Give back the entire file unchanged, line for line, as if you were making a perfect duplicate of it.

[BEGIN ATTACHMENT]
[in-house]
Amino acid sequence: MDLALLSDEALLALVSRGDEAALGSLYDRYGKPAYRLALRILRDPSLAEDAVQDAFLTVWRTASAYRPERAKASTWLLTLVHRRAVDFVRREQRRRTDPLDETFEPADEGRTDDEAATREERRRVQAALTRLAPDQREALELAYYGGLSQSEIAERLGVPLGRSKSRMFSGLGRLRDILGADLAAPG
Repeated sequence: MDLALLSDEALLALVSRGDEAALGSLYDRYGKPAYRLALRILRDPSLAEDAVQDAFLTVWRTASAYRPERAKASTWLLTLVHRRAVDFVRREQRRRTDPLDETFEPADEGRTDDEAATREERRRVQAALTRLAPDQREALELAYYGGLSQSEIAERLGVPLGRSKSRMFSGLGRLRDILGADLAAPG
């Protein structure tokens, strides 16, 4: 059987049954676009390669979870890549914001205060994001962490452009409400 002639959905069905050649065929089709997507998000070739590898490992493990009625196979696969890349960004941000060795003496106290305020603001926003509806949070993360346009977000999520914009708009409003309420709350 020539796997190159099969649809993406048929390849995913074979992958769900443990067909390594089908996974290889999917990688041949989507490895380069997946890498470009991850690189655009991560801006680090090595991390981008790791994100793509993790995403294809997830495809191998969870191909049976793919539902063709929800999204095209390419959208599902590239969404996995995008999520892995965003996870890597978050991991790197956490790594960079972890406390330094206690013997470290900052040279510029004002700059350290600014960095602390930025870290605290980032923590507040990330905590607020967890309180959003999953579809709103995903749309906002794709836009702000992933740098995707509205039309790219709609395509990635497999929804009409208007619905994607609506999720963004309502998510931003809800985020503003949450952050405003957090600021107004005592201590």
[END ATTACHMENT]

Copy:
[in-house]
Amino acid sequence: MDLALLSDEALLALVSRGDEAALGSLYDRYGKPAYRLALRILRDPSLAEDAVQDAFLTVWRTASAYRPERAKASTWLLTLVHRRAVDFVRREQRRRTDPLDETFEPADEGRTDDEAATREERRRVQAALTRLAPDQREALELAYYGGLSQSEIAERLGVPLGRSKSRMFSGLGRLRDILGADLAAPG
Repeated sequence: MDLALLSDEALLALVSRGDEAALGSLYDRYGKPAYRLALRILRDPSLAEDAVQDAFLTVWRTASAYRPERAKASTWLLTLVHRRAVDFVRREQRRRTDPLDETFEPADEGRTDDEAATREERRRVQAALTRLAPDQREALELAYYGGLSQSEIAERLGVPLGRSKSRMFSGLGRLRDILGADLAAPG
């Protein structure tokens, strides 16, 4: 059987049954676009390669979870890549914001205060994001962490452009409400 002639959905069905050649065929089709997507998000070739590898490992493990009625196979696969890349960004941000060795003496106290305020603001926003509806949070993360346009977000999520914009708009409003309420709350 020539796997190159099969649809993406048929390849995913074979992958769900443990067909390594089908996974290889999917990688041949989507490895380069997946890498470009991850690189655009991560801006680090090595991390981008790791994100793509993790995403294809997830495809191998969870191909049976793919539902063709929800999204095209390419959208599902590239969404996995995008999520892995965003996870890597978050991991790197956490790594960079972890406390330094206690013997470290900052040279510029004002700059350290600014960095602390930025870290605290980032923590507040990330905590607020967890309180959003999953579809709103995903749309906002794709836009702000992933740098995707509205039309790219709609395509990635497999929804009409208007619905994607609506999720963004309502998510931003809800985020503003949450952050405003957090600021107004005592201590």